The events they studied were the panic of 1907 (in which stocks fell 38%); the 1929 Wall Street Crash (-84%); the 1937 economic recession (-45%); the stock market crash of 1973-74 (-43%); the technology crash of 2000 (-43%); and the 2008 global financial crisis, during which stocks fell 51%.
Such events provide opportunities for investors ‘willing to lean against a cold wind’ by acting countercyclically, said Chambers, Dimson and Kaffe.
For each crisis, they calculated the endowment funds’ active portfolio allocation to riskier assets such as equities and alternatives, and looked at how this affected their returns compared to a passive investment.
On average, the endowments did exploit their long investment horizon by investing countercyclically during crises — particularly by increasing their allocations to risky assets in the three years after a crisis, when prices had fallen from their peaks.
They also decreased exposure to riskier assets as markets were rising towards unsustainable levels during the dot-com bubble of 2000 and the 2008 GFC. This suggests they might even be getting better at predicting or guarding against future problems.
In contrast, retail and other investors without the advantage of a long horizon showed strongly procyclical behavior, said the study.
Another important driver of Ivy League endowment returns since the 1960s has been their early adoption of relatively new or underused asset classes of the day. In particular, they started allocating more to equities compared to non-Ivy league funds in the 1960s and more to equity-like alternative assets in the 1980s. Today alternatives have replaced equities as the dominant asset class in the largest university portfolios, with an average weighting close to 50%. These weightings in equities and alternatives helped drive endowments’ improved returns since the 1950s said the Cambridge researchers.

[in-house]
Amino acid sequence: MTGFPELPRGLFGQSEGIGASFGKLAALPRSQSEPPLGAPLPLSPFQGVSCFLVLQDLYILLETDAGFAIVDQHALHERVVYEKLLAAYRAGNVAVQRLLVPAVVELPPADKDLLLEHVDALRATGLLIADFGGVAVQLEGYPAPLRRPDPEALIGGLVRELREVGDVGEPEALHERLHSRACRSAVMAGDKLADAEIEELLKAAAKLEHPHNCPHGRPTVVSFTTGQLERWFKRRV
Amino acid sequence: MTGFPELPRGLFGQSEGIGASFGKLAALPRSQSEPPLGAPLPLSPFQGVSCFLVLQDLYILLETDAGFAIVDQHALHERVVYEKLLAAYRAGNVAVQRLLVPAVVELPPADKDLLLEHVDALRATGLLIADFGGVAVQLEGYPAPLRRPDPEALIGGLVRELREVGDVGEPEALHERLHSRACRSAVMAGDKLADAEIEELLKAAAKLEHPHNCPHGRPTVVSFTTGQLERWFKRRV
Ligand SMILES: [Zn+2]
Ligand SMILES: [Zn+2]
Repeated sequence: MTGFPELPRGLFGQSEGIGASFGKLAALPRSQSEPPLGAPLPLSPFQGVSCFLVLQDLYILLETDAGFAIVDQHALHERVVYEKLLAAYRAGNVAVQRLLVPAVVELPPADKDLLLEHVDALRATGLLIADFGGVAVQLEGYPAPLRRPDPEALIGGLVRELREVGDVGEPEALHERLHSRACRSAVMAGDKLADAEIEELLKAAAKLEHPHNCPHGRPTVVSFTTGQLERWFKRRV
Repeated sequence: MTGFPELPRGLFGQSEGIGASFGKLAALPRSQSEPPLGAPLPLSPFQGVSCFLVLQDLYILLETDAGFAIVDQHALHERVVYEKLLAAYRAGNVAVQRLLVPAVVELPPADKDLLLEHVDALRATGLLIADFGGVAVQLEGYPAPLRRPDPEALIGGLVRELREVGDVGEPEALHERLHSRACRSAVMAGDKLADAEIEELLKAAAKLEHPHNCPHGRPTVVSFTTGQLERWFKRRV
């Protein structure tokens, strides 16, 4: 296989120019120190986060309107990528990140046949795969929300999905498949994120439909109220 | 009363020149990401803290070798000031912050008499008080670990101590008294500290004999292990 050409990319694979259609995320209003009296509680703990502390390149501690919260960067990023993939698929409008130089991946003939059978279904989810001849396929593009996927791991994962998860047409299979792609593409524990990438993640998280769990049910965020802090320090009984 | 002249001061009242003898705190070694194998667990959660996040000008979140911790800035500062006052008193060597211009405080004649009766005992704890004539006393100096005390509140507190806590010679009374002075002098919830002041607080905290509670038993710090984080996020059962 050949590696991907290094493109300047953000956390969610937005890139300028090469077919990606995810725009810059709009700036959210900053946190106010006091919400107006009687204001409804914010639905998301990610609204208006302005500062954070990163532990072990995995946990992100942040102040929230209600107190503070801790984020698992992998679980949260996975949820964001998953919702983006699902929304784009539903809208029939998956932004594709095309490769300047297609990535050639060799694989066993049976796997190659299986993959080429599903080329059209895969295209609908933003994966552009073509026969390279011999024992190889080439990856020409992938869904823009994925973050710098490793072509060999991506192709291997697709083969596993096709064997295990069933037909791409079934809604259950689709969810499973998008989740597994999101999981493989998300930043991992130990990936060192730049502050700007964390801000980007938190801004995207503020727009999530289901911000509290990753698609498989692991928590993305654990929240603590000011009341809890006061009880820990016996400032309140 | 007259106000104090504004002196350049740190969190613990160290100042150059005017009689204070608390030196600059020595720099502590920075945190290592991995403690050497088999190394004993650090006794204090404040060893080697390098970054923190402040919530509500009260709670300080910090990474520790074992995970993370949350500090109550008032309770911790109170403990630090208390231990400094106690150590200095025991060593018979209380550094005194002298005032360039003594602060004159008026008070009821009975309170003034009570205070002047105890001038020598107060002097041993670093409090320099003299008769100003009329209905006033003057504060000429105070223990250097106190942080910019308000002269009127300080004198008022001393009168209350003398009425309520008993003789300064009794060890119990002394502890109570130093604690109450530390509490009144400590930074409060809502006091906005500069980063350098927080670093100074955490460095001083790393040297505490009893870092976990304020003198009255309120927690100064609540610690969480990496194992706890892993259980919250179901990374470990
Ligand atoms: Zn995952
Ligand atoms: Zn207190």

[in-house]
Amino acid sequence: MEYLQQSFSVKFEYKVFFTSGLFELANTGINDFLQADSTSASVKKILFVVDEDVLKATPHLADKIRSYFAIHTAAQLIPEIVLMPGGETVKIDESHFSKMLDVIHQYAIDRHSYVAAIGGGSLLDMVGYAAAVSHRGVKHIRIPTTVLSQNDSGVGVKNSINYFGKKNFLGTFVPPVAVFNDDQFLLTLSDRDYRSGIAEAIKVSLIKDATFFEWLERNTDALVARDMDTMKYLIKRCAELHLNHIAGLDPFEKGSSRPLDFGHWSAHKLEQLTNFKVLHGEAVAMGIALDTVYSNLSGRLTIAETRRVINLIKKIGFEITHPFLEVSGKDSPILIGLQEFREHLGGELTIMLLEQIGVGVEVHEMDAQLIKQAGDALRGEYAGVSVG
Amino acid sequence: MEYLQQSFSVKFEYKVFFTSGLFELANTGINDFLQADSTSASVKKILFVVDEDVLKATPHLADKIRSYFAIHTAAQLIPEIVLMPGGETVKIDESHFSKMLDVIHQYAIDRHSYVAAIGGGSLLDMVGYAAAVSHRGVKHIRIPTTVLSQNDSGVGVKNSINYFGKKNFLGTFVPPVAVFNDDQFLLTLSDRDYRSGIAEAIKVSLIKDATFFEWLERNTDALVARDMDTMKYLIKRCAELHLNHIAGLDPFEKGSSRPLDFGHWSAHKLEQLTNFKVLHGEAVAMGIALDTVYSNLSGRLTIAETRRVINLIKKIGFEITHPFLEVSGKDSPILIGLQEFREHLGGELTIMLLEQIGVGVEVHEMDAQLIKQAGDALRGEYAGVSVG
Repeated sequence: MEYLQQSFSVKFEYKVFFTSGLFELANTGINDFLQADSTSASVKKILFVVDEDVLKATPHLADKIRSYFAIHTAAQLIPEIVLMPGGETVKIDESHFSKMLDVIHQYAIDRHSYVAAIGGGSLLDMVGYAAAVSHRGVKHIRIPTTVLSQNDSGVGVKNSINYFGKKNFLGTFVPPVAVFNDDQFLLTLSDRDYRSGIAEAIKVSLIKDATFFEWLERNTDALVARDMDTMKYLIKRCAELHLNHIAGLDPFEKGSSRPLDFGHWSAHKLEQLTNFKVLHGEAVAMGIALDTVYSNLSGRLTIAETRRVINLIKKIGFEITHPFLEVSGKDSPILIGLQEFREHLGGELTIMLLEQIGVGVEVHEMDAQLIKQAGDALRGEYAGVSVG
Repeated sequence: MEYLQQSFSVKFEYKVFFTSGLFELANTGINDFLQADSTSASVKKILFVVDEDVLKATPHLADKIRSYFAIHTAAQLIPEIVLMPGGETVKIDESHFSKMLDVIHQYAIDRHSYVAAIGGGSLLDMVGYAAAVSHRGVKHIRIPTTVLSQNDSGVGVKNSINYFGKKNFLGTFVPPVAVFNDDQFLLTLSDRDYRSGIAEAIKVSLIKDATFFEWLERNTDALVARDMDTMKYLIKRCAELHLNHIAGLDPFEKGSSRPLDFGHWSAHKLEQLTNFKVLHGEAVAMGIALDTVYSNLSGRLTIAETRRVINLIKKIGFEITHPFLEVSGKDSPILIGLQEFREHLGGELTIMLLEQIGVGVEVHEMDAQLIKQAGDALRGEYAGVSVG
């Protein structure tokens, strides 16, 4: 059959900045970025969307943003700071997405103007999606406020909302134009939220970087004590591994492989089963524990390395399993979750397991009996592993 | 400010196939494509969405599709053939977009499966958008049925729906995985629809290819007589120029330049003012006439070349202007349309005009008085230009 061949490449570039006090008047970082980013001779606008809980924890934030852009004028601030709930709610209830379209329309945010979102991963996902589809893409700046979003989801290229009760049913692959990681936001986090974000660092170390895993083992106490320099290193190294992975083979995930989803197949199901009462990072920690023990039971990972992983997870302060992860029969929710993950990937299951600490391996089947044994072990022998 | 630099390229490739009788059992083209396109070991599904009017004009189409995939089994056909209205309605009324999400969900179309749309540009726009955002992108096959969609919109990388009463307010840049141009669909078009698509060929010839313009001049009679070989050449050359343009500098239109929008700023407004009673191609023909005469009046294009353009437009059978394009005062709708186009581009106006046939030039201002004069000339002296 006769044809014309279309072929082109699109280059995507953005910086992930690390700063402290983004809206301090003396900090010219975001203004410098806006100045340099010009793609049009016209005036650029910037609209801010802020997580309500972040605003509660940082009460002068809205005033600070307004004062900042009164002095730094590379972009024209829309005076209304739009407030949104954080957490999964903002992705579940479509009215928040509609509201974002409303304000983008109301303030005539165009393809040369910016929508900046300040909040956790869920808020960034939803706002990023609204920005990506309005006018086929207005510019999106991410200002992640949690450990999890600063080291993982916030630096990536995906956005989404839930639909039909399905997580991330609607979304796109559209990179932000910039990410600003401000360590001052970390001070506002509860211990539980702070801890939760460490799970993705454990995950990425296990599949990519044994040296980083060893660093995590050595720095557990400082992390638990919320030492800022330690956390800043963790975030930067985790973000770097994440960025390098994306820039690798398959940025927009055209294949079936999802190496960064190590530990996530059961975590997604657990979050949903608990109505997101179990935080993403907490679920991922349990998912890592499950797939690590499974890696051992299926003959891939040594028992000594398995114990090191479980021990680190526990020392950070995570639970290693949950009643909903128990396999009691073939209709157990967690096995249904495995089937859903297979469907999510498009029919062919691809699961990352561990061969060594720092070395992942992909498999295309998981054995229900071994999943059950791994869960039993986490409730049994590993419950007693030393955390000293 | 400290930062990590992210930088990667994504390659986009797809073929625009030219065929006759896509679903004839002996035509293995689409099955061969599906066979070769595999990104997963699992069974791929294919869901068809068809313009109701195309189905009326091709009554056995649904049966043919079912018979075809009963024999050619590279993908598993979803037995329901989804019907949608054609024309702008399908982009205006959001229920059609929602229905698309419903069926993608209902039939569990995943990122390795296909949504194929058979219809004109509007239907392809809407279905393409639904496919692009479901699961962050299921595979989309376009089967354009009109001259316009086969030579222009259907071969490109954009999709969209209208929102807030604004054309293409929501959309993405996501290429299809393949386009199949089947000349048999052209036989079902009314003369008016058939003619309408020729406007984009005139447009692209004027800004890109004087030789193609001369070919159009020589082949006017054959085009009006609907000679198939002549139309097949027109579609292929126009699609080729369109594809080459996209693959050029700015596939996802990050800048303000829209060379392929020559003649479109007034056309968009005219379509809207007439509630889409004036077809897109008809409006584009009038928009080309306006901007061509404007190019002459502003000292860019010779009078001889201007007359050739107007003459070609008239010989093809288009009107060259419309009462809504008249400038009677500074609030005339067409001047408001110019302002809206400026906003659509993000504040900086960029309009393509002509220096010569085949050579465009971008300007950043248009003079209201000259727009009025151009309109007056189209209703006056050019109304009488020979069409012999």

One final success factor has been the gradual professionalization of endowment investment management since the mid-20th century. That coincides with the emergence of the Chartered Financial Analyst (CFA) Institute.
It is possible for investors to use dedication, education and discipline to avoid the effects of behavioural errors in their portfolios, so the more you can learn about how they work the better.
Don’t forget that using equities and alternative assets is crucial to maximizing long-term returns.
And a final option, which combines all three success factors, is to use a professional fund manager who uses a similar strategy to that of the endowments and who is trained and experienced in countercyclical investment, equity and alternative markets, and in assessing new assets.
The Princely Family of Liechtenstein invest their assets according to the Princely strategy. LGT has been managing the Princely strategy for more than 22 years. The strategy has an above-average allocation to alternative investments - this focus means that it is one of only a few investment concepts in the world accessible to private investors that apply a combination of traditional and alternative investments. The strategy aims to achieve sustainable and long-term asset growth with moderate volatility. LGT has developed its own strategic asset allocation method - focus is placed on scenario planning, diversification across all investable markets globally, and a long-term investment horizon. In this respect, the strategy is similar to the investment concepts of renowned US endowment funds such as Harvard, Yale and Princeton.